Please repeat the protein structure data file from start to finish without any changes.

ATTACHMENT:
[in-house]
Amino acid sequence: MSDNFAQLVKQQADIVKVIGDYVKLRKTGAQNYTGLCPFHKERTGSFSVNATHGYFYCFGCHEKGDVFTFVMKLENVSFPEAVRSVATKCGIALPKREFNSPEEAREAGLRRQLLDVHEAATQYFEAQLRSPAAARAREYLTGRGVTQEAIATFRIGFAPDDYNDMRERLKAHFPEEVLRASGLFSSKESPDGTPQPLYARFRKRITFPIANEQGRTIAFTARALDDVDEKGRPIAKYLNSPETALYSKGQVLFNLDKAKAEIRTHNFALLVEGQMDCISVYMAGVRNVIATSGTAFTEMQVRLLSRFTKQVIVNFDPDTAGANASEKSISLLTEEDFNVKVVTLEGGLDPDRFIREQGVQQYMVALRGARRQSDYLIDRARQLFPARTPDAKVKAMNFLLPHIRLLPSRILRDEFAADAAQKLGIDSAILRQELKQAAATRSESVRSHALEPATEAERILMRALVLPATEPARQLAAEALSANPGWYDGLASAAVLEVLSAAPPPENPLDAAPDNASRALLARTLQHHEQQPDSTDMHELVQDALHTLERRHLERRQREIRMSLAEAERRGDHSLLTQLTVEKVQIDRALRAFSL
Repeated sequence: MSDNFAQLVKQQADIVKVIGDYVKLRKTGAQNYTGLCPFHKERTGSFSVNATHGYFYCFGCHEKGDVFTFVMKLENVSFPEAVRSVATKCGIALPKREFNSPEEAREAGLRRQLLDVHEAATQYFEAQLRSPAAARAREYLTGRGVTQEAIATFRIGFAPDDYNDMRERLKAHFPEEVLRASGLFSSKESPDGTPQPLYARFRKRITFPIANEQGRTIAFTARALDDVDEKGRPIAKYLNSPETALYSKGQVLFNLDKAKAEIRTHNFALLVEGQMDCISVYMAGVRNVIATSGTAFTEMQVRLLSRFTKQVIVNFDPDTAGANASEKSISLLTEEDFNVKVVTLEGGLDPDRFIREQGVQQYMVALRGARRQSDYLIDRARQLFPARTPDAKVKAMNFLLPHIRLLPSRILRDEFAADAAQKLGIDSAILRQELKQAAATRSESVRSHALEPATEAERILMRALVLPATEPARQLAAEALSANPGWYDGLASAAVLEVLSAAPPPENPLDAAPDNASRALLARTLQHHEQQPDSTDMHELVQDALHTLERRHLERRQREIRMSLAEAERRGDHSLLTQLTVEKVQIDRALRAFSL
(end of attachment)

[in-house]
Amino acid sequence: MSDNFAQLVKQQADIVKVIGDYVKLRKTGAQNYTGLCPFHKERTGSFSVNATHGYFYCFGCHEKGDVFTFVMKLENVSFPEAVRSVATKCGIALPKREFNSPEEAREAGLRRQLLDVHEAATQYFEAQLRSPAAARAREYLTGRGVTQEAIATFRIGFAPDDYNDMRERLKAHFPEEVLRASGLFSSKESPDGTPQPLYARFRKRITFPIANEQGRTIAFTARALDDVDEKGRPIAKYLNSPETALYSKGQVLFNLDKAKAEIRTHNFALLVEGQMDCISVYMAGVRNVIATSGTAFTEMQVRLLSRFTKQVIVNFDPDTAGANASEKSISLLTEEDFNVKVVTLEGGLDPDRFIREQGVQQYMVALRGARRQSDYLIDRARQLFPARTPDAKVKAMNFLLPHIRLLPSRILRDEFAADAAQKLGIDSAILRQELKQAAATRSESVRSHALEPATEAERILMRALVLPATEPARQLAAEALSANPGWYDGLASAAVLEVLSAAPPPENPLDAAPDNASRALLARTLQHHEQQPDSTDMHELVQDALHTLERRHLERRQREIRMSLAEAERRGDHSLLTQLTVEKVQIDRALRAFSL
Repeated sequence: MSDNFAQLVKQQADIVKVIGDYVKLRKTGAQNYTGLCPFHKERTGSFSVNATHGYFYCFGCHEKGDVFTFVMKLENVSFPEAVRSVATKCGIALPKREFNSPEEAREAGLRRQLLDVHEAATQYFEAQLRSPAAARAREYLTGRGVTQEAIATFRIGFAPDDYNDMRERLKAHFPEEVLRASGLFSSKESPDGTPQPLYARFRKRITFPIANEQGRTIAFTARALDDVDEKGRPIAKYLNSPETALYSKGQVLFNLDKAKAEIRTHNFALLVEGQMDCISVYMAGVRNVIATSGTAFTEMQVRLLSRFTKQVIVNFDPDTAGANASEKSISLLTEEDFNVKVVTLEGGLDPDRFIREQGVQQYMVALRGARRQSDYLIDRARQLFPARTPDAKVKAMNFLLPHIRLLPSRILRDEFAADAAQKLGIDSAILRQELKQAAATRSESVRSHALEPATEAERILMRALVLPATEPARQLAAEALSANPGWYDGLASAAVLEVLSAAPPPENPLDAAPDNASRALLARTLQHHEQQPDSTDMHELVQDALHTLERRHLERRQREIRMSLAEAERRGDHSLLTQLTVEKVQIDRALRAFSL